Toy fox terriers are adaptable, obedient, and highly intelligent. They will follow you under the proper conditions and if you use a firm but kind hand.
These dogs are natural athletes and have the energy to burn. They love to romp and run, walk, or hike. It wouldn’t be unusual to find them running laps in larger areas of the home.
Play will be important but won’t fulfill the toy fox terrier’s need to walk. Get your dog out daily for a supervised 30-minute walk. Your pup will also appreciate a runaround in an open, safe area, like a dog park or fenced-in yard.
You can’t undervalue the importance of locating a reputable breeder when searching for toy fox puppies. It greatly improves the chances of getting a well-socialized and healthy dog. A good place to start is the American Toy Fox Terrier Club. You can also reach out to a unique rescue like the Toy Fox Terrier Rescue.
Toy Fox Terrier and Children
Toy fox terriers can be wonderful companions for older children. They are not recommended as playmates for younger children. A brown, tan, or chocolate toy fox has a small size and a tendency to easily break its bones. The very young can be aggressive. The combination makes for a potentially bad outcome. Plus, the dog doesn’t deal with mishandling gracefully.
Dogs Similar to Toy Fox Terriers
If you have an interest in canines like the toy fox terrier, here are three other breeds you can consider.
- Fox Terrier — The fox terrier is famous for its intelligence and humor. They have tons of personality and their grace makes them excellent show dogs.
- Rat Terrier — Rat terriers are affectionate and loyal members of the family. They’re bred as working dogs and are good choices for active families with large, fenced-in areas to burn energy.
- Chihuahua — The tiny chihuahua is bold to the point of brazen. Highlights of its unique appearance include its large ears and big eyes.
Popular Names for Toy Fox Terriers
Here are popular names for the toy fox terrier include:
Toy Fox Terrier FAQs (Frequently Asked Questions)
What is a toy fox terrier?
Toy fox terriers are smaller versions of the smooth fox terrier. Like most of the terrier breeds, these dogs are loving and devoted companions.
Are toy fox terriers good family dogs?
With proper socialization and training, they will make excellent pets in the home of an active family.
Do toy fox terriers bark a lot?
Yes, they do. But this can be controlled with proper training.
How much does a toy fox terrier cost?
The cost of a toy fox terrier is going to run you between $800 and $1,000. First-year expenses will be about $3,165. Over its lifespan, covering all the animal’s expenses will average $15,255.
Are toy fox terriers aggressive?
Yes, they can be. But training will be beneficial to managing the dog’s aggressive nature.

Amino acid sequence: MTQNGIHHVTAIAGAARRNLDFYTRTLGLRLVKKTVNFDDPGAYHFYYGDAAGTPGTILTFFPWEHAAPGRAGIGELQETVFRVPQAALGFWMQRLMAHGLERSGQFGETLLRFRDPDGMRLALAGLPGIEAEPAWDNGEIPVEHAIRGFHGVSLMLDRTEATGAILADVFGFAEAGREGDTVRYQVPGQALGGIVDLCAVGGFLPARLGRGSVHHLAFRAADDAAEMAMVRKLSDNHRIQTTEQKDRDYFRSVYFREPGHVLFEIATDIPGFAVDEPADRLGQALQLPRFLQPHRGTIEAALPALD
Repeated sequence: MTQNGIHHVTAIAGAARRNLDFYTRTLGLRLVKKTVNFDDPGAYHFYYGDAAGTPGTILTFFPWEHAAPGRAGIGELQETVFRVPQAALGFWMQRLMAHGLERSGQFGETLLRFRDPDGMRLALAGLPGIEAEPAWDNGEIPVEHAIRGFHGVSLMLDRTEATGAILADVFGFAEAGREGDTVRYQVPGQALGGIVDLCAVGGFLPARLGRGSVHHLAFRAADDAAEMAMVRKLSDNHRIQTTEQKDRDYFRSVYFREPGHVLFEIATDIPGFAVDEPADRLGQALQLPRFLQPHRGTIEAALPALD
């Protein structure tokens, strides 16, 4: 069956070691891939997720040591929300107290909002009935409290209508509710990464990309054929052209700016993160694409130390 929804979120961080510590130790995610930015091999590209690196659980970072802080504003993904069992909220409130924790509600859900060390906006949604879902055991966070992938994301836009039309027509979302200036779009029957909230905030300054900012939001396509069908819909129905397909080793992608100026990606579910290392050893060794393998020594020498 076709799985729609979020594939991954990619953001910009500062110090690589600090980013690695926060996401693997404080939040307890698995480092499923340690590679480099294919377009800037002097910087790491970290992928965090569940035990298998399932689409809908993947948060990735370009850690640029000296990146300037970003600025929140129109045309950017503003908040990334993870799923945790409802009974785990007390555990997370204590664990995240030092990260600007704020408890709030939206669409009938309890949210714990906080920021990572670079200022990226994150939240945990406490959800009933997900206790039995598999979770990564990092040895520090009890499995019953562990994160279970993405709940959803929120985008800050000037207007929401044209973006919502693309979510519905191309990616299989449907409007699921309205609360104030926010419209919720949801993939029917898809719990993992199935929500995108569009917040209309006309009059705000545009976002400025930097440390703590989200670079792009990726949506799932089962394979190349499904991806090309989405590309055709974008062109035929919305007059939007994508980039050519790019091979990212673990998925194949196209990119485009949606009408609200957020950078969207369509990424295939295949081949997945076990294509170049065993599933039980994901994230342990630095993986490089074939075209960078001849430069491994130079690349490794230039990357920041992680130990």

How long will a toy fox terrier live?
The lifespan of the toy fox mix is between 13 and 14 years.
What are differences between a toy fox terrier vs rat terrier?
The major differences between a toy fox terrier vs rat terrier can be found in their size and coloration. The rat terrier is a much larger dog than the toy fox terrier, and it comes in many more colors and patterns. The rat terrier weighs between 10 and 25 pounds and stands up to 18 inches as opposed to the toy fox terrier, which weighs between 4 and 9 pounds and only stands 11.5 inches tall.
What are differences between a Toy fox terrier vs a Chihuahua?
The biggest differences between a toy fox terrier and a Chihuahua are found in their size and morphology. The toy fox terrier is larger than the average Chihuahua, weighing between 4 and 9 pounds and standing up to 11.5 inches tall. The Chihuahua usually weighs up to 6.6 pounds and stands between 5 and 8 inches.
What are differences between a toy fox terrier vs a Jack Russell terrier?
The greatest differences between a toy fox terrier (TFT) and a Jack Russell terrier can be found in their size and morphological qualities. In particular, the toy fox terrier is smaller than a Jack Russell terrier, weighing between 4 and 9 pounds and measuring between 8 and 11.5 inches in height while having erect ears, a muscular body, and a short, smooth coat. Meanwhile, the Jack Russell terrier weighs 13-18 pounds, stands 10-15 inches tall, and is known for having button style or drooping ears and a coat that can be smooth, rough, or broken.
What are differences between a toy fox terrier vs a F\fox terrier?
The main differences between a toy fox terrier and a fox terrier can be found in their breed types, size, and morphology. The toy fox terrier is smaller than the fox terrier, weighing up to 9 pounds and standing 11.5 inches tall, while a fox terrier can weigh up to 19 pounds and stands up to 15.5 inches tall.